By Daniel Pharmaceuticals, a subsidiary of Jones Medical Industries, makers of Pancrezyme, to help you better understand some of the diseases that effect the pancreas.
The pancreas, is one of the most important glands in the endocrine and digestive system. It is located next to the stomach and large intestine. The pancreas serves two major functions in the body. One is to produce insulin and alter hormones that regulate carbohydrate metabolism. The other is to secrete digestive enzymes which break down dietary proteins, fats and carbohydrates so that they can absorbed by the body.
Normally, the pancreas secretes inactive enzymes into the small intestine, where they are then activated for digestion. Pancreatitis develops when inactive enzymes become active in the pancreas itself. The result is the pancreas inappropriately begins to digest itself.
Symptoms are wide ranging and varying in severity. The most common symptoms may include poor appetite, vomiting, depression, dehydration, abdominal pain, diarrhea and fever.
Since pancreatitis mimics other gastrointestinal disorder and renal failure, laboratory test, x-rays or ultrasound may be necessary to confirm or rule out pancreatitis as a diagnosis.
The cause of pancreatitis is usually unknown, therefore your veterinarian will treat the symptoms. Treatment usually includes administration of fluids while withholding food to allow the pancreas to rest. Your veterinarian may want to prescribe antibiotics and may wish to evaluate other medications or environmental factors to be sure it is not drug or toxin induces.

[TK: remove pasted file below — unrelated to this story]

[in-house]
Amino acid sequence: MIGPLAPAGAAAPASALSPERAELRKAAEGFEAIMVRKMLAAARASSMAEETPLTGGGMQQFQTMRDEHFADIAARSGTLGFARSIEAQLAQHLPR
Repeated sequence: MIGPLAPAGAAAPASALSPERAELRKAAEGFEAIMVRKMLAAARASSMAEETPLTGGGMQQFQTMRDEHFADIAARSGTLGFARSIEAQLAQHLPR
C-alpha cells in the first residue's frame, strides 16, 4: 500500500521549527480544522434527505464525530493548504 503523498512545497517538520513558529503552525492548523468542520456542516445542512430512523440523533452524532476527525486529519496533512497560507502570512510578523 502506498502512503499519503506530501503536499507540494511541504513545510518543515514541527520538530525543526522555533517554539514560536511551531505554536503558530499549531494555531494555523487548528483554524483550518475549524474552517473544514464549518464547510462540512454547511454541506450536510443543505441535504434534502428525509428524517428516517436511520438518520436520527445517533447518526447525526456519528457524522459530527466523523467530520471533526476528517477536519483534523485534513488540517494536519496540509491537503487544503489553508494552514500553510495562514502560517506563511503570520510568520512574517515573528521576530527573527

Patients should improve within 24 to 48 hours, depending on the severity of the problem. Pancreatitis can be a one time problem or may be chronic or recurrent. Most patients with uncomplicated pancreatitis recover after a single episode and do well as long as high-fat foods are avoided.
Exocrine Pancreatic Insufficiency
Exocrine Pancreatic Insufficiency (EPI) is usually caused by atrophy of the pancreatic cells. Clinical signs usually appear between the ages 1-5 years, although they may occur in older dogs as well. EPI may be present many months before symptoms become apparent. A genetic predisposition to develop EPI has been reported in German Shepherds and Rough Collies.
Patients with EPI usually excrete large volumes of pale colored stools which may have a foul smell. Stools may range from soft to severe watery diarrhea. Weight loss is associated with this disease despite the ravenous appetite that usually occurs. Some dogs may vomit frequently.
The most reliable test for EPI is assay of serum TLI (trypsin-like immunoreactivity). Stool analysis is sometimes useful I the diagnosis of EPI.
Most EPI patients can be successfully managed by supplementing each meal with pancreatic enzyme extracts (Pancrezyme). Additional measures such as antibiotics, dietary modification, vitamins or steroid therapy may be helpful.
Enzyme replacement is the key to treating EPI. Enzymes must to fed with every meal with two meals per day being sufficient to promote weight gain. Diarrhea and the ravenous appetite should resolve in a few days and weight gain of ½ to 1 pound per week should be expected. As soon as improvement is noticed, the minimum effective dose of enzyme replacement should be established that prevents return of symptoms.
Enzyme replacement, and a low fiber regular maintenance diet should help your dog or cat regain its original weight and live many more years, happy and healthy.